H1 (particle detector)

From Wikipedia, the free encyclopedia
Jump to: navigation, search
The H1 particle detector at HERA, Hamburg. The detector itself is hidden behind the dark red concrete wall behind the electronics trailer.

H1 was a particle detector that operated at HERA (Hadron Elektron Ring Anlage) in DESY, Hamburg. The first studies for the H1 experiment have proposed in 1981 and the H1 detector began operating together with HERA in 1992 and took data until 2007. The detector consisted of several different detector components and was about 12 x 15 x 10 meters big and weighs 2800 tons. It was accompanied by further detectors in both directions of the HERA accelerator and by an electronics trailer three stories high.

The main physics goals of the H1 experiment were the investigation of the internal structure of the proton through measurements of deep inelastic scattering, the measurements of further cross sections to study fundamental interactions between particles in order to test the Standard Model of particle physics, as well as searching for particles beyond the Standard Model.

The name H1 is used for both, the detector itself and the collaboration of physicists and technicians who operated the experiment.

History[edit]

The construction of an lepton-proton collider was recommended strongly by ECFA on May 9, 1980 [1][2]. The first proposals for the H1 detector have been made in 1981 and the letter of intent for the H1 experiment was published on June 28, 1985 [3]. The technical proposal for the H1 detector was finalized on March 25, 1986 [4].

The H1 detector was operational with the first collisions of HERA in 1992. It was upgraded during the HERA luminosity upgrade for the HERA-II running period from 2000 to 2003. The H1 detector then took data until the shutdown of HERA in June 2007 and was mostly dismantled afterwards.

Several subdetector components are now exhibited in the HERA Hall West at DESY. The HERA North Hall, where the H1 detector was located, is now used for other particle physics and gravitational experiments by DESY.

The data taken with the H1 detector are preserved for future analyses within the DPHEP (Data Preservation and Long Term Analysis in High Energy Physics) initiative [5].

The "sister experiment" of H1 at the HERA accelerator is the ZEUS experiment, which is also a multi-purpose detector with similar physics goals as H1.

The H1 Collaboration[edit]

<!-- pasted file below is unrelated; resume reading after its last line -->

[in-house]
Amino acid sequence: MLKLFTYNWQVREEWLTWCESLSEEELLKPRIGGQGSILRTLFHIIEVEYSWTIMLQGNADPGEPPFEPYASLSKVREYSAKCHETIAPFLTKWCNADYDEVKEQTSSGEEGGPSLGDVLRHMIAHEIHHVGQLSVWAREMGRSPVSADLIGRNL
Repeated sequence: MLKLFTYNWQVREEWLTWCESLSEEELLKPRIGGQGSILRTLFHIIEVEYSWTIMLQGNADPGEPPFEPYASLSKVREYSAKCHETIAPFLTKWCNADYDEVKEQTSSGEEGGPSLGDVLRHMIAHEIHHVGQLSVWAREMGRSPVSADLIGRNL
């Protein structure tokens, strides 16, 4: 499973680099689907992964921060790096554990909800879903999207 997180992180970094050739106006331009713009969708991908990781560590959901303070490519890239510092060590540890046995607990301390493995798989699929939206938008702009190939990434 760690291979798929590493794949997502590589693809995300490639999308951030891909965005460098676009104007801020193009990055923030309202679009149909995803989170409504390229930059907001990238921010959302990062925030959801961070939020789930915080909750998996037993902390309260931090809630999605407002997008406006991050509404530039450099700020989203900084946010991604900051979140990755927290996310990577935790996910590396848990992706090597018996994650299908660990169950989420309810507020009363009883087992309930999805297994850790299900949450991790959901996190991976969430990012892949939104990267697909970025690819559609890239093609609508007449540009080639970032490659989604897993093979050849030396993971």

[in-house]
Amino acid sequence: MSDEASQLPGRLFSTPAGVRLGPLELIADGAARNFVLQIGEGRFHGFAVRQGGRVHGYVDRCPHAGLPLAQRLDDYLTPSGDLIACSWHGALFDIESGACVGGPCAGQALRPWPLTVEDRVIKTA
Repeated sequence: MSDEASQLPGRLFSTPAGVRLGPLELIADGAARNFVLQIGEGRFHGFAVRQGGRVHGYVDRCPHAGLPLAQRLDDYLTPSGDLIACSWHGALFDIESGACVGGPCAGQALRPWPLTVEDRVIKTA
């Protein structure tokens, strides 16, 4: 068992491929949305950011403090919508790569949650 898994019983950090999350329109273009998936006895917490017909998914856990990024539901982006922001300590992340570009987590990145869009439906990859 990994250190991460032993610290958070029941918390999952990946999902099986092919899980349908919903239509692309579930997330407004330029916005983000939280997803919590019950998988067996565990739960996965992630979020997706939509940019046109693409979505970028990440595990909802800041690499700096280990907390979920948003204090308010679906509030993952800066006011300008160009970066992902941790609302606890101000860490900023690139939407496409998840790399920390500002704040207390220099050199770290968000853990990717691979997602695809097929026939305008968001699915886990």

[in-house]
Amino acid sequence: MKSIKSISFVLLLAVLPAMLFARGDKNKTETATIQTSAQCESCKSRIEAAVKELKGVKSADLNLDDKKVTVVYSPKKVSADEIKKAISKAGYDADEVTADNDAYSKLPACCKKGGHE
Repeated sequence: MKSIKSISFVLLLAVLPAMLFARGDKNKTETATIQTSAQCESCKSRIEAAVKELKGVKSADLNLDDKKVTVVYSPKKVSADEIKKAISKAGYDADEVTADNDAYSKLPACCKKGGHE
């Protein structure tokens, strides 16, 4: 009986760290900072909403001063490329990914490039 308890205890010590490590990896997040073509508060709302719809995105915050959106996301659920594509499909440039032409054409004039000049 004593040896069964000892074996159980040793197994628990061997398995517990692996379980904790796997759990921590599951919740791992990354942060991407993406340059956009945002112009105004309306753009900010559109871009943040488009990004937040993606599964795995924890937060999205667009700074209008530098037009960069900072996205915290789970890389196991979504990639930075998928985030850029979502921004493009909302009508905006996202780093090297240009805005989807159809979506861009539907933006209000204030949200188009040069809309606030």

The H1 experiment was designed and operated by an international collaboration of about 400 physicists and technicians from 43 institutes in 18 countries (List of currently participating institutes).

The H1 Detector[edit]

Leptons (electrons or positrons) are collided with protons by HERA in the interaction point of H1 and the particles produced in these collisions were detected by the H1 detector components. The reaction products, often including the proton remnant and the scattered lepton, are detected by several subdetectors. Combination of their information allows the identification of particles from the reaction, or at least the reconstruction of the overall reaction kinematics. This in turn allows the classification of the reaction. From the center outwards, H1's most important systems are:

  • Silicon trackers for the determination of primary and secondary vertices.
  • Jet chambers for the measurement of charged particle tracks.
  • Liquid Argon (LAr) calorimeter for the measurement of electromagnetic and hadronic showers.
  • Lead/scintillating fibre calorimeter (SpaCal) in the backward direction for the measurement of the scattered lepton.
  • The superconducting solenoidal magnet to bend the charged particles trajectories.
  • Muon detectors in the iron magnet yoke surrounding H1 and in the forward direction.

In addition to these systems, H1 has several helper systems, such as a luminosity system, ToF (time of flight) detectors and radiation monitors. Also in the course of time additional detector systems have been added as the focus on special physics processes has become bigger. For example, forward instrumentation for diffractive physics has been added far down the HERA tunnel.

While H1 is a general purpose detector its main design feature is an asymmetric construction to cope with the boosted center of mass in the laboratory frame due to the large energy imbalance of the colliding beams. In the forward (incident proton) direction the instrumentation has higher granularity to give a better resolution for refined measurement of the proton remnant left after the collision with the incident lepton. In the backward direction, where the leption is mostly scattered into the detectors were optimized for the reconstruction of the scattered lepton trajectory.

Physics addressed by H1[edit]

The most interesting physics topics treated at H1 include

External links[edit]

Coordinates: 53°35′25″N 9°53′04″E / 53.590160°N 9.884361°E / 53.590160; 9.884361